Good news in fight against premature aging disease

June 30, 2011  |  By David Orenstein |  401-863-1862
Encouraging research news Sam, with his mother Leslie Gordon, is a 14-year-old with a flair for engineering. He lives with progeria, a rare condition that causes rapid aging.
Progeria is a rare genetic disorder that leads to premature aging and fatal cardiovascular disease in children. For more than a decade, Leslie B. Gordon, associate professor (research) of pediatrics and the mother of a boy with progeria, has been at the vanguard of conducting and promoting research. She hailed a new study, partly funded by a foundation she helped to establish, that shows a drug can partly clear cells of the protein that causes progeria.

PROVIDENCE, R.I. [Brown University] — A new study showing that the antibiotic rapamycin can decrease levels of the toxic progerin protein from the cells of children with the fatal, advanced aging disease progeria is very encouraging news, said Leslie B. Gordon, a Brown associate professor (research) of pediatrics and the mother of Sam, a 14-year-old boy who has the disease.

“These findings are incredibly exciting,” said Gordon, who is also medical director of The Progeria Research Foundation and is affiliated with Hasbro Children’s Hospital, Children’s Hospital of Boston and Harvard University. “This is a brand new way of trying to decrease or eliminate the disease-causing protein in progeria.”

The Progeria Research Foundation, which Gordon co-founded, helped fund the research published June 30 in the journal Science Translational Medicine. Its senior author is Francis Collins, who directs the National Institutes of Health and who worked with Gordon about a decade ago to identify the single mutation that causes progeria.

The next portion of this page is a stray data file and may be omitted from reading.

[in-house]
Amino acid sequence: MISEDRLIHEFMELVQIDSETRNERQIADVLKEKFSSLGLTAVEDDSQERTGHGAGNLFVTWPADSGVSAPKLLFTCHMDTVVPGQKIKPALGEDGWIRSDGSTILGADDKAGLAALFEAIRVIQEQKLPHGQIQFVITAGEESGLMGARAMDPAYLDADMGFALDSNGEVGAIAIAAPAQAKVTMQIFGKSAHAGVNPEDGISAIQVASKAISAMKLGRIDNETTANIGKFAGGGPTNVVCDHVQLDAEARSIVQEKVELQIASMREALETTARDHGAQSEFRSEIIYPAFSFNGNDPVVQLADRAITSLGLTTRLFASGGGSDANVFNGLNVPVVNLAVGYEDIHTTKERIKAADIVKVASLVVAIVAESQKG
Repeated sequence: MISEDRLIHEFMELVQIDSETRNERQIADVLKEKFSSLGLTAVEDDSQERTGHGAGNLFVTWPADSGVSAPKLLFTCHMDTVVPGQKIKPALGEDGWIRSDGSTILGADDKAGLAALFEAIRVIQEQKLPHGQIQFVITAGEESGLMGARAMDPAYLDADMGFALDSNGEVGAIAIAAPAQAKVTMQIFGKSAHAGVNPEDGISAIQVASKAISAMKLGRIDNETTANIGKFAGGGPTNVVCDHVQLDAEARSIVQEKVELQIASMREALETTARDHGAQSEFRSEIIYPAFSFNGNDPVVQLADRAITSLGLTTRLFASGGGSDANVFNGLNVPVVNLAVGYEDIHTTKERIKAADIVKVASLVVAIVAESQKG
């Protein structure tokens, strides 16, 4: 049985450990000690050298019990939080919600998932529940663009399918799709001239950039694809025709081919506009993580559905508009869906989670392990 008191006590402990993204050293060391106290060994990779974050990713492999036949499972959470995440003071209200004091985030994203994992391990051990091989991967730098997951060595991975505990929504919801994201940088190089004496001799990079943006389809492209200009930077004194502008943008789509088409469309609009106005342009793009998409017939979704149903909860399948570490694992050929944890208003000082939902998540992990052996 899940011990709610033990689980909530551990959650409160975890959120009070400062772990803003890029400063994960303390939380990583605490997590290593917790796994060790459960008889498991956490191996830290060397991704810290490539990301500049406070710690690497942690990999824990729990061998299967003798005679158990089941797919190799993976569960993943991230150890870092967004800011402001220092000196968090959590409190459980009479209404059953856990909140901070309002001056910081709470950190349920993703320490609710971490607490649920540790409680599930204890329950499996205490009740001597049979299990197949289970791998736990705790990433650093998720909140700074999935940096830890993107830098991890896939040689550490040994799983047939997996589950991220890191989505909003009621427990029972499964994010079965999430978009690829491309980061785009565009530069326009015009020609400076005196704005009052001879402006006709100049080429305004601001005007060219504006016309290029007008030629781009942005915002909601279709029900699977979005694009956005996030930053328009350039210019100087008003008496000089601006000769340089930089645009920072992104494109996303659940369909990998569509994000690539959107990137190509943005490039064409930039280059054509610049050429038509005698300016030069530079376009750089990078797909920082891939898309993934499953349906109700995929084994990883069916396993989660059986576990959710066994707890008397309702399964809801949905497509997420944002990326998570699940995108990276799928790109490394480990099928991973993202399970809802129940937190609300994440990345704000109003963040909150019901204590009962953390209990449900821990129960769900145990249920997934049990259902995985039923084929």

The finding with rapamycin could lead further along the path toward developing a treatment for the rare disease, Gordon said, such as eventual clinical trials. Collins’ team, however, conducted its research with progeria cells in a lab.

Gordon said it was no coincidence that a drug like rapamycin, which has been shown to extend lifespan in mice without progeria, could also be helpful against the disease. Everyone produces a little progerin and it builds up as people age. Progeria therefore, is directly related to normal aging and the cardiovascular consequences of it.

That’s a perfect reason to fund rare-disease research, even though only about 250 children worldwide have progeria, she said.

“Progeria has informed us about the natural aging process [and] progeria has informed us about the cardiovascular diseases of aging in ways that we could never have understood if we didn’t look at children with progeria — if we didn’t care about them,” Gordon said.

The progress against progeria in the 11 years since the Progeria Research Foundation was established has been tremendous, Gordon said.

“There was essentially no hope for families, there was no hope that we could help children with progeria, with this 100 percent fatal premature aging disease,” she said. “Coming from there to here is quite incredible.”